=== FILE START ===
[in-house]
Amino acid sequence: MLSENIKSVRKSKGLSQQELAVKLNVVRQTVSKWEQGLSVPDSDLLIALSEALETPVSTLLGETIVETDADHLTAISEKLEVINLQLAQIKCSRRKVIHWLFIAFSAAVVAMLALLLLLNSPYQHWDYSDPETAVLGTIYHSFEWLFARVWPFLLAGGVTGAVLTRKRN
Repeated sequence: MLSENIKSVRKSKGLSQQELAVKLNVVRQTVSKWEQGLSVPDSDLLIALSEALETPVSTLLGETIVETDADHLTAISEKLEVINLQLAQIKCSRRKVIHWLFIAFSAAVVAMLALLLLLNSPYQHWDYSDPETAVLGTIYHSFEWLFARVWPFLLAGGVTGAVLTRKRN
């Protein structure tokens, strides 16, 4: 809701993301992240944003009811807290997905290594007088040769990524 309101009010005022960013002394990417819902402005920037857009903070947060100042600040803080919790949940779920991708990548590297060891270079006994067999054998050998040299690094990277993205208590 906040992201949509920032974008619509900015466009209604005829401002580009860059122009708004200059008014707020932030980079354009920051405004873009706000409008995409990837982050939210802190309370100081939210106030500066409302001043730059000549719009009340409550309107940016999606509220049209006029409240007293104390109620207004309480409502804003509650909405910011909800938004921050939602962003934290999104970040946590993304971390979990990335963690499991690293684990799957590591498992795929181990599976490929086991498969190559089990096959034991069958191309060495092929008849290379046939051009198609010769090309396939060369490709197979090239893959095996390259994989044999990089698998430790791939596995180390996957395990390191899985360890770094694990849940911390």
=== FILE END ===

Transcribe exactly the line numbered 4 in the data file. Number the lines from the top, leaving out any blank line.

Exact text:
């Protein structure tokens, strides 16, 4: 809701993301992240944003009811807290997905290594007088040769990524 309101009010005022960013002394990417819902402005920037857009903070947060100042600040803080919790949940779920991708990548590297060891270079006994067999054998050998040299690094990277993205208590 906040992201949509920032974008619509900015466009209604005829401002580009860059122009708004200059008014707020932030980079354009920051405004873009706000409008995409990837982050939210802190309370100081939210106030500066409302001043730059000549719009009340409550309107940016999606509220049209006029409240007293104390109620207004309480409502804003509650909405910011909800938004921050939602962003934290999104970040946590993304971390979990990335963690499991690293684990799957590591498992795929181990599976490929086991498969190559089990096959034991069958191309060495092929008849290379046939051009198609010769090309396939060369490709197979090239893959095996390259994989044999990089698998430790791939596995180390996957395990390191899985360890770094694990849940911390």